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Russia's membership in key international for a endorsed by G7

by Lynne Driscoll

Saturday , June 21, 1997, 5:00 p.m.

Integrating Russia into the global economy has surfaced as the top priority for the leaders at the Denver Summit of the Eight, according to an early communiqué. All of the G7 countries have endorsed Russia's plan to implement its EEF program with the IMF. However, Russia's entrance as a creditor in the Paris Club has yet to be agreed upon . The seven countries also agreed to facilitate the early accession of Russia to the WTO but that it must meet the same conditions as other new members. OECD membership however was not accomplished although the seven major powers stated that they look forward to Russia's progress to membership.

Absent from the document are the economic policies such as reform of international financial institutions, supervision of markets, international trade, debt relief and Chernobyl. Positions on these issues will likely be released in the G7 communiqué on Sunday.

For the first time, a reflective passage on aging societies has been included as longer life expectancies and lower birth rates have resulted in a rise in the proportion of seniors in society. According to the communiqué, a study called “Initiative for a Caring World” was put forward by the Japanese which focuses on the implications of the changing demographics. The leaders also considered ways to remove impediments to employment for seniors in some countries.

Global issues outlined in the document include the environment, infectious diseases, nuclear safety, crime, drugs and terrorism. Two new subjects in the communiqué discuss the development of an international space station and a moratorium on human cloning. The leaders agreed that there are benefits for research, agriculture and human health from cloning. However, “…we agree on the need for appropriate domestic legislation and close international cooperation to prohibit the use of somatic cell nuclear transfer to create a child, while countries explore ethical and scientific implications in greater depth.”

In the section on UN reform, the leaders support the current direction of Secretary General Kofi Annan and recommend the UN evaluate performance of its development activities in a range of “representative countries.” In the area of peacekeeping, the communiqué supports the maintenance of a rapid reaction force.

The document also includes the most substantive treatment of Africa ever seen from previous G7 Summits. The message is to promote private investment, trade market access, flows of public aid – albeit with linkage to policy choices by the Africans. “We will work with African countries to ensure adequate and well-targeted assistance for those countries which have the greatest need and carry out the necessary broad-based reforms. This assistance includes support for democratic governance and respect for human rights.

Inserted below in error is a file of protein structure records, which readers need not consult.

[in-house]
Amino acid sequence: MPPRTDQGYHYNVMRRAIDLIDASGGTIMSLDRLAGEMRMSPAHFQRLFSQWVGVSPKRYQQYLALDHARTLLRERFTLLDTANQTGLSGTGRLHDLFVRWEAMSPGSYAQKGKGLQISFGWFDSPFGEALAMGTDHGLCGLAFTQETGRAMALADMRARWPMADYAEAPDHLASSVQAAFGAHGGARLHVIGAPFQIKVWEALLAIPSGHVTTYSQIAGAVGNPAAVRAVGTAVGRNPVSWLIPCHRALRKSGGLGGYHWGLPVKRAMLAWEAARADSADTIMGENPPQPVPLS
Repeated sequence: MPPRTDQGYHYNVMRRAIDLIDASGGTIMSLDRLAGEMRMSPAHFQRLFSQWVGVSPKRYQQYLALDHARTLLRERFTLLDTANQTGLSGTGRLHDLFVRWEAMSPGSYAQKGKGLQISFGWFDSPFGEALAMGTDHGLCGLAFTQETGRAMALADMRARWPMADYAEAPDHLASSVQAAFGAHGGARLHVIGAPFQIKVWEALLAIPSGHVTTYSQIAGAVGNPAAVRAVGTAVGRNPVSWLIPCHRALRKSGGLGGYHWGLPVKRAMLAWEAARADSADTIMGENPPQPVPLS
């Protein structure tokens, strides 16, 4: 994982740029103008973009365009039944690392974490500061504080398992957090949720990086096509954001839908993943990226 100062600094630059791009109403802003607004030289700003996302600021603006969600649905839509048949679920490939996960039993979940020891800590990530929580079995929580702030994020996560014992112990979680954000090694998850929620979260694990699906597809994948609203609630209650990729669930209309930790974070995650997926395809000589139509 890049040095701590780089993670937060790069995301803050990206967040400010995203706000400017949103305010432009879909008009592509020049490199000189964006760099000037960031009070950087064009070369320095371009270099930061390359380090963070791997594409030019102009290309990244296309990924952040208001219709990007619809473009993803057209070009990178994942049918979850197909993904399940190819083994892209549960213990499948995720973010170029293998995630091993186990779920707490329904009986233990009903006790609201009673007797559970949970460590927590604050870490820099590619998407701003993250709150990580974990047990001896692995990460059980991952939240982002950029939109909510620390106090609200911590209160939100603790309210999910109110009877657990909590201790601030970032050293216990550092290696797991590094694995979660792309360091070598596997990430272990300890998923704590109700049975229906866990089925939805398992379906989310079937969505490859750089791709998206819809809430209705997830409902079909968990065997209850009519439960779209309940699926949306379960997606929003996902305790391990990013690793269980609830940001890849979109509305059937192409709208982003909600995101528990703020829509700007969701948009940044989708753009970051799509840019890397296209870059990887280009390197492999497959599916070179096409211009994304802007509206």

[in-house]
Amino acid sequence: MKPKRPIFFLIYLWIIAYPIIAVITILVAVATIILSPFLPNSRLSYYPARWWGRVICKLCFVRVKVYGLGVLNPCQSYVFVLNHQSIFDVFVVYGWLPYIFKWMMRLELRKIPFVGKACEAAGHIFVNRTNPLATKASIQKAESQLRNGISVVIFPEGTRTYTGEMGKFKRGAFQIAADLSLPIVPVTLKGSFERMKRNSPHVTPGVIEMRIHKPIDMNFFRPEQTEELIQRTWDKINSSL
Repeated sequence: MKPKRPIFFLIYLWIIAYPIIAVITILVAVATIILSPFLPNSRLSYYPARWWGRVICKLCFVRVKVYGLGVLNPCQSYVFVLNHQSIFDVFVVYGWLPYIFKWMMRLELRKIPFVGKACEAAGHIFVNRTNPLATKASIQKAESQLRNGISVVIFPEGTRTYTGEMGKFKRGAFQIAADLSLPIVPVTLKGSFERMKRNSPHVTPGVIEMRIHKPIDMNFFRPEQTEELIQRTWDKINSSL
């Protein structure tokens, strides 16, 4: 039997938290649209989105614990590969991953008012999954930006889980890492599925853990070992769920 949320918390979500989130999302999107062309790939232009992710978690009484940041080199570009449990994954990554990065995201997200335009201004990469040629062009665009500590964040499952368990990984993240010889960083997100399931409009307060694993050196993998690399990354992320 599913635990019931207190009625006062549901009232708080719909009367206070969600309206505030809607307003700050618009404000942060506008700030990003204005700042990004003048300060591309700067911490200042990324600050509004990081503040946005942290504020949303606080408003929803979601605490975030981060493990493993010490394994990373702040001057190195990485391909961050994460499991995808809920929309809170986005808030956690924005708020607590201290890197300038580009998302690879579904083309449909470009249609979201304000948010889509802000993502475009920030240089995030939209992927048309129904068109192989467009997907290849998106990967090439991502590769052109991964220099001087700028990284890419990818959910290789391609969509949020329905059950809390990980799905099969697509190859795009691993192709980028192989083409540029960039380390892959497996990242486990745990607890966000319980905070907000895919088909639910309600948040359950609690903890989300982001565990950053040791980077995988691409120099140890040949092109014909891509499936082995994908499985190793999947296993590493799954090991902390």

Another section of the document deals general political issues in the areas of democracy and human rights with an agreement for further work on ministerial meetings. Following up these topics are sections on the elimination of corruption, non-proliferation treaty and arms control. Referring to the 50th anniversary of the Universal Declaration of Human Rights in 1998 the communiqué states that, “we will work together in the coming year to build on our governments' most effective democratic development, peacebuilding and human rights programs.”

In the section of land mines the leaders agreed that: “All States should adhere to the strengthened Protocol on Mines, Booby Traps and Other Devices. We encourage the international community to develop technological solutions to mine detection and clearance and to strengthen its support for humanitarian demining and assistance to mine victims.” The section also supports complementary efforts in international fora and in the formal negotiations to take place in Oslo in September through the Ottawa Process.

In the section on regional issues, Russian influences are evident with the inclusion of regional issues Iran, Iraq and Libya. “…we call on the government of Iran to desist from material and political support for extremist groups that are seeking to destroy the Middle East peace process and to destabilize the region.” The statement also calls for a rejection of terrorism and for Iran to stop endorsing the continued threat to the life of Salman Rushdie. All states are also called upon to avoid co-operating with Iran to acquire nuclear, chemical or biological weapons that violate international conventions. The group states that sanctions against Iraq and Libya will not be lifted without compliance with UN Security Council Resolutions. Afghanistan was called upon to stop its current fighting and the leaders stated that peace and stability can best be attained under UN auspices.

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